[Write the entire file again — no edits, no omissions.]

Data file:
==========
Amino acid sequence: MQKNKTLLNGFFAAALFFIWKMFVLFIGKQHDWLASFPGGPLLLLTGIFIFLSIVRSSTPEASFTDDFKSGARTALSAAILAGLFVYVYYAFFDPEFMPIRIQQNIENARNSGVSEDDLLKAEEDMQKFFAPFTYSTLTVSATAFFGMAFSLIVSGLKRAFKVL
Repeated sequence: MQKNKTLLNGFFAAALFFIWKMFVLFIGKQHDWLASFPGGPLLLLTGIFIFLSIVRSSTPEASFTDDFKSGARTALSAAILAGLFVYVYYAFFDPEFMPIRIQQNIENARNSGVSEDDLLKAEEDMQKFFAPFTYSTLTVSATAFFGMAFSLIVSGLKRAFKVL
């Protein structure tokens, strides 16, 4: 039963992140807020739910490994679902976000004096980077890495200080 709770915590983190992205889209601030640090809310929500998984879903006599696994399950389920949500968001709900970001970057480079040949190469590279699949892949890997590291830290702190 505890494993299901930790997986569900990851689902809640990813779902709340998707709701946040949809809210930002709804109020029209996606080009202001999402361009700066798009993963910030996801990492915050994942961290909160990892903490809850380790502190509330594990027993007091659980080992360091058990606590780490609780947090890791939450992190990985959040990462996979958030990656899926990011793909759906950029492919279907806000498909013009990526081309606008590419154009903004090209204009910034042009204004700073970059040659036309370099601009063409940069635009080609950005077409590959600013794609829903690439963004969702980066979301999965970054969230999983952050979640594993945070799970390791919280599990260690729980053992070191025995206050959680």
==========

Amino acid sequence: MQKNKTLLNGFFAAALFFIWKMFVLFIGKQHDWLASFPGGPLLLLTGIFIFLSIVRSSTPEASFTDDFKSGARTALSAAILAGLFVYVYYAFFDPEFMPIRIQQNIENARNSGVSEDDLLKAEEDMQKFFAPFTYSTLTVSATAFFGMAFSLIVSGLKRAFKVL
Repeated sequence: MQKNKTLLNGFFAAALFFIWKMFVLFIGKQHDWLASFPGGPLLLLTGIFIFLSIVRSSTPEASFTDDFKSGARTALSAAILAGLFVYVYYAFFDPEFMPIRIQQNIENARNSGVSEDDLLKAEEDMQKFFAPFTYSTLTVSATAFFGMAFSLIVSGLKRAFKVL
């Protein structure tokens, strides 16, 4: 039963992140807020739910490994679902976000004096980077890495200080 709770915590983190992205889209601030640090809310929500998984879903006599696994399950389920949500968001709900970001970057480079040949190469590279699949892949890997590291830290702190 505890494993299901930790997986569900990851689902809640990813779902709340998707709701946040949809809210930002709804109020029209996606080009202001999402361009700066798009993963910030996801990492915050994942961290909160990892903490809850380790502190509330594990027993007091659980080992360091058990606590780490609780947090890791939450992190990985959040990462996979958030990656899926990011793909759906950029492919279907806000498909013009990526081309606008590419154009903004090209204009910034042009204004700073970059040659036309370099601009063409940069635009080609950005077409590959600013794609829903690439963004969702980066979301999965970054969230999983952050979640594993945070799970390791919280599990260690729980053992070191025995206050959680």